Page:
Many international terrorist groups now actively use computers and the Internet to communicate, and several may develop or acquire the necessary technical skills to direct a co-ordinated attack against computers in the United States. A cyberattack intended to harm the U.S. economy would likely target computers that operate the civilian critical infrastructure and government agencies. However, there is disagreement among some observers about whether a co-ordinated cyberattack against the U.S. critical infrastructure could be extremely harmful, or even whether computers operating the civilian critical infrastructure actually offer an effective target for furthering terrorists' goals. While there is no published evidence that terrorist organizations are currently planning a co-ordinated attack against computers, computer system vulnerabilities persist world-wide, and initiators of the random cyberattacks that plague computers on the Internet remain largely unknown. Reports from security organisations show that random attacks are now increasingly implemented through use of automated tools, called ‘bots', that direct large numbers of compromised computers to launch attacks through the Internet as swarms. The growing trend toward the use of more automated attack tools has also overwhelmed some of the current methodologies used for tracking Internet cyberattacks. This book provides background information for three types of attacks against computers (cyberattack, physical attack, and electromagnetic attack), and discusses related vulnerabilities for each type of attack.The book also describes the possible effects of a co-ordinated cyberattack, or computer network attack (CNA), against U.S. infrastructure computers, along with possible technical capabilities of international terrorists. Issues for Congress may include how could trends in cyberattacks be measured more effectively; what is appropriate guidance for DOD use of cyberweapons; should cybersecurity be combined with, or remain separate from, the physical security organization within DHS; how can commercial vendors be encouraged to improve the security of their products; and what are options to encourage U.S. citizens to follow better cybersecurity practices. Appendices to this book describe computer viruses, spyware, and ‘bot networks', and how malicious programs are used to enable cybercrime and cyberespionage. Also, similarities are drawn between planning tactics currently used by computer hackers and those used by terrorists groups for conventional attacks.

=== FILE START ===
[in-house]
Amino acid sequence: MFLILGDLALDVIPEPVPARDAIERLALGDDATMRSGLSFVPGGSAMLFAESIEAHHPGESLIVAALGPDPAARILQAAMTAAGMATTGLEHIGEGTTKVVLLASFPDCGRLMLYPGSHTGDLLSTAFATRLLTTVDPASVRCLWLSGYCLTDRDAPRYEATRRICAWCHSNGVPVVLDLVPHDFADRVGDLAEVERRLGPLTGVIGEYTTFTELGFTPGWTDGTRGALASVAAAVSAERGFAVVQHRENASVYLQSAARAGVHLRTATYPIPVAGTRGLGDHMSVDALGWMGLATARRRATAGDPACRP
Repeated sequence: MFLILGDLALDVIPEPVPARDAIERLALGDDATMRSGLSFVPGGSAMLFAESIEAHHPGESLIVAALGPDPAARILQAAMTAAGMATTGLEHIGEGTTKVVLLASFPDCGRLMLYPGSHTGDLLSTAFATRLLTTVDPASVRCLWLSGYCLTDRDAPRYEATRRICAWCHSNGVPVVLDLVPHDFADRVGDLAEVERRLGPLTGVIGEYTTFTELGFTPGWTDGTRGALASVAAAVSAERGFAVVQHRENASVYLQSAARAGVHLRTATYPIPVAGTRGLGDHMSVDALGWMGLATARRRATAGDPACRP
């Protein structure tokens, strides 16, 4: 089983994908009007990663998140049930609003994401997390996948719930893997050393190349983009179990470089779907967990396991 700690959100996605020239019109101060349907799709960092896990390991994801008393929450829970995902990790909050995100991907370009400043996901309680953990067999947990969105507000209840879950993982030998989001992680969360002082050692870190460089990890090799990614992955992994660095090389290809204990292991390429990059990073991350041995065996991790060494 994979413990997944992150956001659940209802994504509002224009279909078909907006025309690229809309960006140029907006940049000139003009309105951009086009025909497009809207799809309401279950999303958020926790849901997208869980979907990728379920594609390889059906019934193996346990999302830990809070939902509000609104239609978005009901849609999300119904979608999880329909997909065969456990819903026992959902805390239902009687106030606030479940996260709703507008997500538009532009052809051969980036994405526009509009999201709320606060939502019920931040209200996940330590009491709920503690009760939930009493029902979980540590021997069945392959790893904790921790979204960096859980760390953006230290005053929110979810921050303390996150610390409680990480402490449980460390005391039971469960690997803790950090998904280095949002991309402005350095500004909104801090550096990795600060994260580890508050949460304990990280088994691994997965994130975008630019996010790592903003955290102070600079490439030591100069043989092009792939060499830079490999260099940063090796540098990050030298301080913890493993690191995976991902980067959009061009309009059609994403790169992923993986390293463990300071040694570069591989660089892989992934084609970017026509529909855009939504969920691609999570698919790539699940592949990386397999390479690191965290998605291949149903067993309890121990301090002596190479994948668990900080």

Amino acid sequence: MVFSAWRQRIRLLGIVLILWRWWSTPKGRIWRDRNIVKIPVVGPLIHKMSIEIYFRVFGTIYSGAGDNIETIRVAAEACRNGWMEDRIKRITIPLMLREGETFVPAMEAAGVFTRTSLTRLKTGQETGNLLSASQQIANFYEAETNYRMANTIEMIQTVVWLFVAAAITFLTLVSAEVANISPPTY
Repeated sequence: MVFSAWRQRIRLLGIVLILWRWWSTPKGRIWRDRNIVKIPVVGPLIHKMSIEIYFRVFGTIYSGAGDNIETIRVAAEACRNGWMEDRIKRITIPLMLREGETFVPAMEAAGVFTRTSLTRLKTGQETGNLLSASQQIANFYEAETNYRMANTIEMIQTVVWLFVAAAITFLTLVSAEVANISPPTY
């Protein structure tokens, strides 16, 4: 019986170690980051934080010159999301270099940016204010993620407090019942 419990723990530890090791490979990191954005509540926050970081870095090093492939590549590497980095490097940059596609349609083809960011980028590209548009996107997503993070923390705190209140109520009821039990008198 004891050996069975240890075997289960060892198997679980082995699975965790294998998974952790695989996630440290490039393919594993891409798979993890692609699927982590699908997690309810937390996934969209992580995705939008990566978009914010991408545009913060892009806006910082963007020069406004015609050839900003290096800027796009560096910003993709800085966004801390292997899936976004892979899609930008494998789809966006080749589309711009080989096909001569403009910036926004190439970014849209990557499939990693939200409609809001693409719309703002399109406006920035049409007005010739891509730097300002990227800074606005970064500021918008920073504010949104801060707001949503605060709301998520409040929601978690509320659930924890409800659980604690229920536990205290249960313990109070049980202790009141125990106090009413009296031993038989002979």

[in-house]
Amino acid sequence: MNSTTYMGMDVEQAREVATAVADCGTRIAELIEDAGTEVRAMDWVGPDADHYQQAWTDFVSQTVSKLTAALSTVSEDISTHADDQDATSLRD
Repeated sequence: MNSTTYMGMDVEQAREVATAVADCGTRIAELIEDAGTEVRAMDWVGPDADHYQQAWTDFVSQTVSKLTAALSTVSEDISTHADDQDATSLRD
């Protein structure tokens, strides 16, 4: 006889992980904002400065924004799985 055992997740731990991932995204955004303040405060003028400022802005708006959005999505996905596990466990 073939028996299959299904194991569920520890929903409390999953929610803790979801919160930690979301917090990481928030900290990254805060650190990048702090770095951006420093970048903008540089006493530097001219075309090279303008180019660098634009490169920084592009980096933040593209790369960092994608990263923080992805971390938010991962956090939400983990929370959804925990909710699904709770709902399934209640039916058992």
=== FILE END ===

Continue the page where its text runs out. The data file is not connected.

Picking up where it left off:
Cybercrime is becoming more organized and established as a transnational business. High technology online skills are now available for rent to a variety of customers, possibly including nation states, or individuals and groups that could secretly represent terrorist groups. The increased use of automated attack tools by cybercriminals has overwhelmed some current methodologies used for tracking Internet cyberattacks, and vulnerabilities of the U.S. critical infrastructure, which are acknowledged openly in publications, could possibly attract cyberattacks to extort money, or damage the U.S. economy to affect national security.
“Cyber Attack, CyberCrime, CyberWarfare – CyberComplacency” is one of the few books that covers destructive Computer Network Attacks in the Internet and in CyberSpace. It is an in-depth reference that covers DDOS from motivation, identification, analysis and mitigation.
By the author of the consistently top-selling in class "How to Cheat at Managing Information Security" and like that book, proceeds go to charity. Osborne starts with Network/Internet provider business practices and existing monitoring & detection systems. It shows the current focus on other forms of attacks including traditional electronic espionage, counter-terrorism and malware. It then describes various mechanisms for estimation of Cyberattack impact covering direct cost, indirect cost, and customer churn.
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